Making it Easier: Traveling with laptop

Archived from groups: microsoft.public.windowsxp.work_remotely (More info?)

One of the things I've never quite figured out is how to use my laptop
effeciently for both business and personal use. I have always had a desktop
at my business connected to a domain and my laptop is setup for a workgroup
at home. I had my laptop setup to check all my email accounts and found
that I would use it at work too because it would have copies of sent items
that I sent from home. But my business network always had the files I
needed. I have used Remote Desktop Connections regulary but I'm don't
always have an internet connection. I recently purchased SBS2003 for work
and I'm looking forward some new features. I now have an exchange server.
This seems even more cumbersome than before but I'm sure there are some ways
to use it I'm not aware of. I'm wondering if I should just add the laptop
to the domain and leave it that way. I don't know how I would print at
home? Or use a shared drive on my wifes system? Although I'm aware that I
can log into multiple machines at work I'm not sure what happens if I'm
using my desktop and then log into my laptop while in the conference room.
Is there an easy way to have access to EVERYTHING on both machines? Any
suggestions or links?

TIA
Steve
1 answer Last reply
More about making easier traveling laptop
  1. Archived from groups: microsoft.public.windowsxp.work_remotely (More info?)

    Steve wrote:
    > One of the things I've never quite figured out is how to use my laptop
    > effeciently for both business and personal use. I have always had a
    > desktop at my business connected to a domain and my laptop is setup
    > for a workgroup at home. I had my laptop setup to check all my email
    > accounts and found that I would use it at work too because it would
    > have copies of sent items that I sent from home. But my business
    > network always had the files I needed. I have used Remote Desktop
    > Connections regulary but I'm don't always have an internet
    > connection. I recently purchased SBS2003 for work and I'm looking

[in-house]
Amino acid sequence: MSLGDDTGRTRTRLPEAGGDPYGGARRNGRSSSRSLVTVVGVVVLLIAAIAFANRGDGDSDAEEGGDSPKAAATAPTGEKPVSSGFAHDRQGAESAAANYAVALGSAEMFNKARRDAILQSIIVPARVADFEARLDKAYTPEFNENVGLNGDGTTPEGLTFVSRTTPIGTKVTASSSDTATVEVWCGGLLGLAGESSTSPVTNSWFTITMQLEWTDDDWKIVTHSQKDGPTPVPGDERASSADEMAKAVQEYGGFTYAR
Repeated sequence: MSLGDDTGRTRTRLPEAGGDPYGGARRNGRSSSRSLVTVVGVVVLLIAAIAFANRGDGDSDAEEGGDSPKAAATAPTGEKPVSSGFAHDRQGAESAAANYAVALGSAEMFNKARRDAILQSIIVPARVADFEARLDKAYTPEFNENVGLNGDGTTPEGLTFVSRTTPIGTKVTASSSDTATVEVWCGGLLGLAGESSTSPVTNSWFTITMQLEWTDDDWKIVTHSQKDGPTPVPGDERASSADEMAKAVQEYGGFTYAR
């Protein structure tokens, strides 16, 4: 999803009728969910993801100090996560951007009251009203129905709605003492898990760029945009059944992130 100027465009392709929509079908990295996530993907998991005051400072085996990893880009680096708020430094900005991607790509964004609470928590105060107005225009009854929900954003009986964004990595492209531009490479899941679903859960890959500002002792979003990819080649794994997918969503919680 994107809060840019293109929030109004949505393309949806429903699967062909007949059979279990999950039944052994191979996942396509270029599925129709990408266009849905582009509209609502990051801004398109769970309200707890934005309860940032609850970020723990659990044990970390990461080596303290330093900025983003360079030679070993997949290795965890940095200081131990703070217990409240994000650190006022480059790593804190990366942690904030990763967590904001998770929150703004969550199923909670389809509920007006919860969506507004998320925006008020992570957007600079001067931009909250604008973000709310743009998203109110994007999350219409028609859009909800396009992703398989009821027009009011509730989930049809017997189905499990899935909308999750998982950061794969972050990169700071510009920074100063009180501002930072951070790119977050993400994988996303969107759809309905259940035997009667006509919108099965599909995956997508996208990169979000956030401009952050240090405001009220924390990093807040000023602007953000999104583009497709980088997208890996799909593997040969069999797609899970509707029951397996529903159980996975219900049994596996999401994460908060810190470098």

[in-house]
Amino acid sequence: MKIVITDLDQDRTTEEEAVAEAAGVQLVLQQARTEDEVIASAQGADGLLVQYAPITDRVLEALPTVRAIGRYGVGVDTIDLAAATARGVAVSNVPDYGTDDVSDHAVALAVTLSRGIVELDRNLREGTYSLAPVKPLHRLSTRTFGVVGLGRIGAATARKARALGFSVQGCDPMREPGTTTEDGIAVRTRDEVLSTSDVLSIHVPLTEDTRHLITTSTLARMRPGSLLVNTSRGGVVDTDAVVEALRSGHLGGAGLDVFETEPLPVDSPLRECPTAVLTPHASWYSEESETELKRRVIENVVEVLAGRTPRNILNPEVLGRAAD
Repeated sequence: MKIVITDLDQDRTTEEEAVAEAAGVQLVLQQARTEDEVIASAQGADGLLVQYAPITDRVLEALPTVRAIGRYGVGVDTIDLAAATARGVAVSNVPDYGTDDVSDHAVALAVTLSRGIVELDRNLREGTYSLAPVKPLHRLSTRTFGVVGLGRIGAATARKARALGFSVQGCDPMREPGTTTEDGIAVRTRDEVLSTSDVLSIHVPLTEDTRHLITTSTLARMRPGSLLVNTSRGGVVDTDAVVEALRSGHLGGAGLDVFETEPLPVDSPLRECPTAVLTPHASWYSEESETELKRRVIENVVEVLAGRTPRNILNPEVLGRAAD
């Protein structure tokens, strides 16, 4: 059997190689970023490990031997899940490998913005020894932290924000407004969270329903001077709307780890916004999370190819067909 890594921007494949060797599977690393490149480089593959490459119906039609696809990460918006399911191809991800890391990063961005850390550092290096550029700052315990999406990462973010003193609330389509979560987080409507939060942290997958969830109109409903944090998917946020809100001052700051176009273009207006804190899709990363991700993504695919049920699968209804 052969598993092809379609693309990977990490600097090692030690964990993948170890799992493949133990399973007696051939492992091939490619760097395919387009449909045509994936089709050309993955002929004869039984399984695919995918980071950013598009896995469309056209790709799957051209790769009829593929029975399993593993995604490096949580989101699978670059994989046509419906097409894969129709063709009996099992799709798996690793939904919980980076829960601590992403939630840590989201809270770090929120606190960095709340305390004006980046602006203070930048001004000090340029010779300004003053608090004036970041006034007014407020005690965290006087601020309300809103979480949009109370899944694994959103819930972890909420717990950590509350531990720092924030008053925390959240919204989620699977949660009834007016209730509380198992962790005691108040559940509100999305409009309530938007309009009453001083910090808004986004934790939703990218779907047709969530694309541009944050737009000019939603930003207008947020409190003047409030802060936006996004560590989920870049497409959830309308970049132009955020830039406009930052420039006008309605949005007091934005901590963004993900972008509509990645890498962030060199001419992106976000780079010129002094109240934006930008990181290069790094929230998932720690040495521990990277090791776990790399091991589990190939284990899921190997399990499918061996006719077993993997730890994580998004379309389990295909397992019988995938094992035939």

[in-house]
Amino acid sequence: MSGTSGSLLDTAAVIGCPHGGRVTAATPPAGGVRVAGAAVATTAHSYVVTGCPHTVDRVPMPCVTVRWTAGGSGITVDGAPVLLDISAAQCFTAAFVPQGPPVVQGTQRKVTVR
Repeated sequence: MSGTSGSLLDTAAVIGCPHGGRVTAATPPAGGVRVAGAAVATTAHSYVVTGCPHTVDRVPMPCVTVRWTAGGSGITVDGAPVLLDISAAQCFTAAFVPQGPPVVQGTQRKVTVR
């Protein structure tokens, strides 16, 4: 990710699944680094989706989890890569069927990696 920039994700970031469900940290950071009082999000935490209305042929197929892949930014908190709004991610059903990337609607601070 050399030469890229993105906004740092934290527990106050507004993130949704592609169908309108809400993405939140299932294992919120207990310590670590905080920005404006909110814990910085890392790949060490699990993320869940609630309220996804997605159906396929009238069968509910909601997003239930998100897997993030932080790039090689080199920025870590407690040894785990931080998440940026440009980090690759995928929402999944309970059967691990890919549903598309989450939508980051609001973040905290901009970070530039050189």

> forward some new features. I now have an exchange server. This seems
    > even more cumbersome than before but I'm sure there are some ways to
    > use it I'm not aware of. I'm wondering if I should just add the
    > laptop to the domain and leave it that way. I don't know how I would
    > print at home? Or use a shared drive on my wifes system? Although
    > I'm aware that I can log into multiple machines at work I'm not sure
    > what happens if I'm using my desktop and then log into my laptop
    > while in the conference room. Is there an easy way to have access to
    > EVERYTHING on both machines? Any suggestions or links?
    >
    > TIA
    > Steve

    This is probably better posted in m.p.windows.server.sbs

    Add the computer to the domain - log in as the domain user, set up your
    profile. Set up an Outlook profile that connects to the Exchange server,
    with an OST file or in cached mode (if OL2003). Make sure you drag any
    public folders you want to sync offline to Public Folder\Favorites so you
    can sync them. Make sure it's set to download the Offline Address Book
    (tools, send receive options, etc). This is for OLXP:
    http://support.microsoft.com/default.aspx?scid=kb;en-us;286038&Product=ol2002

    For your data, you have a couple of options: In SBS2003 you can use Remote
    Web Workplace to connect to an (idle) WinXP Pro computer in the office via
    Remote Desktop. You can also point My Documents at a folder you define, such
    as c:\data (I never like to use the default profile folders; for desktops as
    opposed to laptops I'd redirect My Documents to the home directory on the
    server) and see www.centered.com (SecondCopy 2000, much nicer than offline
    files in my view).

    Always log into the domain, even when you're not on the network. You can do
    this with cached credentials.

    You can either work offline, or connect to the server via VPN if that's an
    option, or you can use RWW as mentioned above. You can use Outlook Web
    Access to access your Exchange mailbox, public folders, etc. from nearly
    anywhere on the Internet.

    Don't use POP mail anywhere (or PST files) - have Exchange handle all your
    mail directly, both internal and Internet, as per
    http://www.msexchange.org/tutorials/MF002.html (but you'll need to do this
    via the CEICW on the SBS box).

    You can still connect to resources on your home network, even when logged
    into the domain offline - as long as you have an IP address on your home
    network, and can ping the other computers, you can access resources shared
    on them if you provide the correct credentials. For example, in a command
    prompt:

    net use x: \\computername\sharename /user:computername\username

    Once authenticated, you can use a printer on computername as well, etc.

    Although I am a big fan of roaming profiles, I tend to not use them on
    laptops as there are settings I want to keep specific to the laptop, such as
    Outlook's offline file, etc. Once logged in with a roaming profile for the
    first time, you can go to control panel, system, advanced, settings, and
    change your profile from roaming to local. That way you won't upload any
    changes on the laptop, but can still log in to desktops with your roaming
    profile on the server.

    You have a lot of options now!
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